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The French And Their Bathrooms

French have an issue with bathrooms.

Nope,  not this way, Nantes, March 2012
Nope, not this way, Nantes, March 2012

I first noticed the many differences between North American and French bathrooms a while ago, but I had somehow forgotten about it. It all came back to mind today, when I went for a drink with one of my oldest friends (we’ve known each other since we were six years old!).

The weather is lovely in Nantes, so we took a table outside and hung out in a café for a few hours. After my first Diet Coke, I excuse myself and stepped inside to find the bathrooms. I paused in the doorway, scanning the place for a “toilettes” sign.

“Excusez-moi,” I asked politely. “Les toilettes…?”

“Are you a customer?”

“Yes, I’m sitting outside,” I gestured towards the sunbathed terrace.

He sighed. Well, duh, dude. Customers drink, they need to pee. Biology 101.

“Down the stairs, not the first door on your right, not the one on your left either. Past these two doors take the hallway and you will face a red door. That’s the one. There’s no light, though.”

That’s precisely when I remembered using a public bathroom in France was an act of faith.

Have you seen the movie Trainspotting? Well, I felt like Renton using “the worst toilets in Scotland.” The fact that the light bulb was broken was probably for the best, and so was the fact my business there was mercifully quick. And mind you, it was an okay bar downtown Nantes, not a seedy place!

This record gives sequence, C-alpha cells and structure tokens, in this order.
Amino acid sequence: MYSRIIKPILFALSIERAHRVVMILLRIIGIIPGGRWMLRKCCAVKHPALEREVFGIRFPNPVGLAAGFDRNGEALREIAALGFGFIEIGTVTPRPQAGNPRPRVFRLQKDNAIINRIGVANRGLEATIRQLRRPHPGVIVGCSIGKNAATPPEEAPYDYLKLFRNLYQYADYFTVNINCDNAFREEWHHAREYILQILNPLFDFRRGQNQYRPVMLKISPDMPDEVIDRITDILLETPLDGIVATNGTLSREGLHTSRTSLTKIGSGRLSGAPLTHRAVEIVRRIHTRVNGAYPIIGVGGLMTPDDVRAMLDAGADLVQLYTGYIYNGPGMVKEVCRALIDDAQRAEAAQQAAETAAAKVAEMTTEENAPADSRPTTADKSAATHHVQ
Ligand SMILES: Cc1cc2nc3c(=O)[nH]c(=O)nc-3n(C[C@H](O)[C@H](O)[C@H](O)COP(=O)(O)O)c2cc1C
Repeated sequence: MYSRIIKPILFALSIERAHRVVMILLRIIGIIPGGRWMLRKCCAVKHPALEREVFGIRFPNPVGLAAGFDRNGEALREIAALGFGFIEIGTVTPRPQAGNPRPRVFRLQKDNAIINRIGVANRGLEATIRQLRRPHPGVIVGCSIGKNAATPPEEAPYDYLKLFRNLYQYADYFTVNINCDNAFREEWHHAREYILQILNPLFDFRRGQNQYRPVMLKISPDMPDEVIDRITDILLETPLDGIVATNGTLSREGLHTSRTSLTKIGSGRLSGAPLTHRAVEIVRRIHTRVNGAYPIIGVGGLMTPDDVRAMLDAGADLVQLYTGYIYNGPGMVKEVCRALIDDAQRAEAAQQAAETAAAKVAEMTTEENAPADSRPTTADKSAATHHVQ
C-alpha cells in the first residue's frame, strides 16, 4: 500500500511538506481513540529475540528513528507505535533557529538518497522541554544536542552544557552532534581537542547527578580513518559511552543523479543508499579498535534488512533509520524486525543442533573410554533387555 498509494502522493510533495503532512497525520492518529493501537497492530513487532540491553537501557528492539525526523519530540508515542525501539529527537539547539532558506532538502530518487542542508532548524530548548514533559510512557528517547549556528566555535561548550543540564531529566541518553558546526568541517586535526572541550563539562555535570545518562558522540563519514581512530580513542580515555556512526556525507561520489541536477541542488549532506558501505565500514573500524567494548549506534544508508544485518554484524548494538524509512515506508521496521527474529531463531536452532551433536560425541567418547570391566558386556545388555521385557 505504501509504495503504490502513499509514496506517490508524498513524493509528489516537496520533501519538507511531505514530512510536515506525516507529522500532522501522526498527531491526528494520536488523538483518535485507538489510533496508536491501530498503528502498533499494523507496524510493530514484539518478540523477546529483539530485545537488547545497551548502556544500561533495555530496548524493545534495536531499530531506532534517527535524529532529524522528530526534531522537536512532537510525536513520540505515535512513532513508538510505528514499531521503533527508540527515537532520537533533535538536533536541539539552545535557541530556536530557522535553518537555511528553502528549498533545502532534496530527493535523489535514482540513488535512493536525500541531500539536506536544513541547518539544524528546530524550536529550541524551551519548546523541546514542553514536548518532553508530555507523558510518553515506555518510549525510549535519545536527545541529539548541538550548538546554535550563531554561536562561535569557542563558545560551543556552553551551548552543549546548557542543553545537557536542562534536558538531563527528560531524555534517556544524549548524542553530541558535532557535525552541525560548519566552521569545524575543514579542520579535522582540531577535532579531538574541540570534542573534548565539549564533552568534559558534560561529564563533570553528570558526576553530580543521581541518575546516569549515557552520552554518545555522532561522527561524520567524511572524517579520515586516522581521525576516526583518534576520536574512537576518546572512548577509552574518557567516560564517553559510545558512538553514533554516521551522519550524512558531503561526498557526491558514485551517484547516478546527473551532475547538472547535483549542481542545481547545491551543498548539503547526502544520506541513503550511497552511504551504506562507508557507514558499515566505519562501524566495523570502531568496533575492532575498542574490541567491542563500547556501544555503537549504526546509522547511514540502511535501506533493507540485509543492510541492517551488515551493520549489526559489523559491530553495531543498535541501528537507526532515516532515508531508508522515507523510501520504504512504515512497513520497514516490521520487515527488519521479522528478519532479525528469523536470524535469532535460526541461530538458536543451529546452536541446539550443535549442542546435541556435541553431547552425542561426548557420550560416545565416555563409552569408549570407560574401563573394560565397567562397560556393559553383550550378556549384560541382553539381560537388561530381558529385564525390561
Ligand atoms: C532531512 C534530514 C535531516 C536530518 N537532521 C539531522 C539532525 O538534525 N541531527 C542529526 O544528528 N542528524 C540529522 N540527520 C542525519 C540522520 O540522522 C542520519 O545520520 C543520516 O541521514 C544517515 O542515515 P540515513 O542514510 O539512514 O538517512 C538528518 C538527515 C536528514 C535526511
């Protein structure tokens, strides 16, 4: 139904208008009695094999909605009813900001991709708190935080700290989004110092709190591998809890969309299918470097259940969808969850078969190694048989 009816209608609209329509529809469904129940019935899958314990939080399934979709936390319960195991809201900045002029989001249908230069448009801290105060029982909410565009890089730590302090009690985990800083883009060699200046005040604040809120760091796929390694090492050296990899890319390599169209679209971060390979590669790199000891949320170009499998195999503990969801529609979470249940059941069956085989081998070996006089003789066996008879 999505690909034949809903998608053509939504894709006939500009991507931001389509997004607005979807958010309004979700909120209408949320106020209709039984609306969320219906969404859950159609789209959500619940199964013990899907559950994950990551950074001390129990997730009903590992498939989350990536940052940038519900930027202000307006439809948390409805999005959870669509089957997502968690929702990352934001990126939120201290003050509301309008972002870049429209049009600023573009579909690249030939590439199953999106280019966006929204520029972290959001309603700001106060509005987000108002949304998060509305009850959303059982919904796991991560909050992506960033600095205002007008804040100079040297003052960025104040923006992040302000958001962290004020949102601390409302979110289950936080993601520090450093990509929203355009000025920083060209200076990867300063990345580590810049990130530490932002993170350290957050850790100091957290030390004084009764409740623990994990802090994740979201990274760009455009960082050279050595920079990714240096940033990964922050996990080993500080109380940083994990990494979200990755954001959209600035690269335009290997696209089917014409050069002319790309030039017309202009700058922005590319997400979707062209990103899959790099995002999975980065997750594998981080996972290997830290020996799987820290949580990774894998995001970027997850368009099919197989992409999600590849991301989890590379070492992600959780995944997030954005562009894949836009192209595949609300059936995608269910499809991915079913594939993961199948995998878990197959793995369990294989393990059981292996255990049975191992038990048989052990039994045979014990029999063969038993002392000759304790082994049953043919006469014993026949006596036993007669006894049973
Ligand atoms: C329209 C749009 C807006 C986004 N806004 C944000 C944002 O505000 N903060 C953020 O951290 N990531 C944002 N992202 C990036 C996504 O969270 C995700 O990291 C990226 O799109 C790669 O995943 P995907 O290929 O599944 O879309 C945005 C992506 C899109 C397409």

I’m convinced French have an issue with bathrooms. First of all, bathrooms are nowhere to be found. In train stations or tourist places, toilets may be okay but they aren’t free—you will most likely need to spare some change to access them. In restaurants and bars, they are usually free but strictly for customer use (yes, they check) and they may be smelly, dirty and downright unsanitary. In franchised restaurants, including at McDonald’s and Quick, bathrooms are usually cleaner and free but you gen­er­ally have to enter a code printed at the back of your receipt, so it’s pretty much a “customers only” option.

Honestly, when I first came to Canada, I was amazed to see free and clean bathrooms in malls and restaurants. I never take access to bathrooms for granted in France.

Second, when you do find a bathroom, don’t expect anything fancy. In North America, “stalls” style bathrooms are most common, and there is almost always a sink, soap and either a hand dryer or some paper towel. In France, expect a tiny unisex room, with one toilet and sometimes a urinal. I rarely see soap and even sinks are not always provided. Yuck.

Fun fact: in the apartment where I grew up when I was a kid, the bathrooms were shared and outside, in the hallway. Can you believe that was France in the early 1980s?!

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